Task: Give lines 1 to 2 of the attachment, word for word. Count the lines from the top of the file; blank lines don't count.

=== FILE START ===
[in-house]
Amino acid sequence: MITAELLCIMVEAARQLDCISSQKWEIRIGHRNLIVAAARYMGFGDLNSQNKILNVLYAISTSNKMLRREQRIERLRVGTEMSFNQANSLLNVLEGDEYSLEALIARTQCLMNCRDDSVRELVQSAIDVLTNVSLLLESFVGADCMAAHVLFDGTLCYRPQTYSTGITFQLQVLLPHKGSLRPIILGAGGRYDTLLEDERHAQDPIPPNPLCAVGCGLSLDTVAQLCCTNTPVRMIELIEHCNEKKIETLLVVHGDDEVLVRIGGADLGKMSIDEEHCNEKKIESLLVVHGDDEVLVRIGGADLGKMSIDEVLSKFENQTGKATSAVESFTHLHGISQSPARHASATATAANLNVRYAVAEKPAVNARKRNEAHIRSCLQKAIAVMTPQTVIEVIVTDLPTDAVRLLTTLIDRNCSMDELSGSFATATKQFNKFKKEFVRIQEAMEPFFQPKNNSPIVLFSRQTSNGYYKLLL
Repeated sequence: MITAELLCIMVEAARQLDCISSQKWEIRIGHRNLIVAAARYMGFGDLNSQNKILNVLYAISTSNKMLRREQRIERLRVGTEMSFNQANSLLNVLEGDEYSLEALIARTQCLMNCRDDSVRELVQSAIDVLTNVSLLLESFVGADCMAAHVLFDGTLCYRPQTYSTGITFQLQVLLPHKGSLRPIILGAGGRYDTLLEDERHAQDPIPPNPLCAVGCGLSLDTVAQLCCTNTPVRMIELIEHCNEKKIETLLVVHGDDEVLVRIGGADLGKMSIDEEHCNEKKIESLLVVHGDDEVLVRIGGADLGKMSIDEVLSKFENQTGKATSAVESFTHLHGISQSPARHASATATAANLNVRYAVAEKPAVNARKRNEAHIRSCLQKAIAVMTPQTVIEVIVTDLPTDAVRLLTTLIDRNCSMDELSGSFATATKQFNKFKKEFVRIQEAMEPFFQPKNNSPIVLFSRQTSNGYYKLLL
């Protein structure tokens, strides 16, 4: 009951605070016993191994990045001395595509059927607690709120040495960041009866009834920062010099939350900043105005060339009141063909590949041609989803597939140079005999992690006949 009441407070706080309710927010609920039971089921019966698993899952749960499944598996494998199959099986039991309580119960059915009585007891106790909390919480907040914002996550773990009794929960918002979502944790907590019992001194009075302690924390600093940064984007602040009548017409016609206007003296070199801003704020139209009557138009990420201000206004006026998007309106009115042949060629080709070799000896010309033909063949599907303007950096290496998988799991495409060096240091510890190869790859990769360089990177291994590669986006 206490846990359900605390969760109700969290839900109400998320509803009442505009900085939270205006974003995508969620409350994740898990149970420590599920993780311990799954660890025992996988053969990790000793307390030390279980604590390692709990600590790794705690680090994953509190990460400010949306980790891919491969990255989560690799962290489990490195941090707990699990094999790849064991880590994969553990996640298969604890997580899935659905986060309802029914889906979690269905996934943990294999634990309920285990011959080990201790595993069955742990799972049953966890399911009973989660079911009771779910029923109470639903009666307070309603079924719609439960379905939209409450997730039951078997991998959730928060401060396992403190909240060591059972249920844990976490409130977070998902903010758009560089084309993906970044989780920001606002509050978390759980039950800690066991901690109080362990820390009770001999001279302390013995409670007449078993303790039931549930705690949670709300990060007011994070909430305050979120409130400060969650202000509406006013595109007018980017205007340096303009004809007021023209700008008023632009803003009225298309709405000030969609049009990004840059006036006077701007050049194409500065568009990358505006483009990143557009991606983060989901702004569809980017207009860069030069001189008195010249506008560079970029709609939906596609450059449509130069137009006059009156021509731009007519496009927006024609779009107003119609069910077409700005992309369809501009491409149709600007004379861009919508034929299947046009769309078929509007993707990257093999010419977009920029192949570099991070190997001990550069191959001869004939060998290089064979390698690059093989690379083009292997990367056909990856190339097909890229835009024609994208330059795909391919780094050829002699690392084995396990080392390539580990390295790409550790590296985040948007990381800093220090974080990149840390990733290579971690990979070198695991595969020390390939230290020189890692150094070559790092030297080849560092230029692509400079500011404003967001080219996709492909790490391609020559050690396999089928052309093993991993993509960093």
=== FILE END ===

[in-house]
Amino acid sequence: MITAELLCIMVEAARQLDCISSQKWEIRIGHRNLIVAAARYMGFGDLNSQNKILNVLYAISTSNKMLRREQRIERLRVGTEMSFNQANSLLNVLEGDEYSLEALIARTQCLMNCRDDSVRELVQSAIDVLTNVSLLLESFVGADCMAAHVLFDGTLCYRPQTYSTGITFQLQVLLPHKGSLRPIILGAGGRYDTLLEDERHAQDPIPPNPLCAVGCGLSLDTVAQLCCTNTPVRMIELIEHCNEKKIETLLVVHGDDEVLVRIGGADLGKMSIDEEHCNEKKIESLLVVHGDDEVLVRIGGADLGKMSIDEVLSKFENQTGKATSAVESFTHLHGISQSPARHASATATAANLNVRYAVAEKPAVNARKRNEAHIRSCLQKAIAVMTPQTVIEVIVTDLPTDAVRLLTTLIDRNCSMDELSGSFATATKQFNKFKKEFVRIQEAMEPFFQPKNNSPIVLFSRQTSNGYYKLLL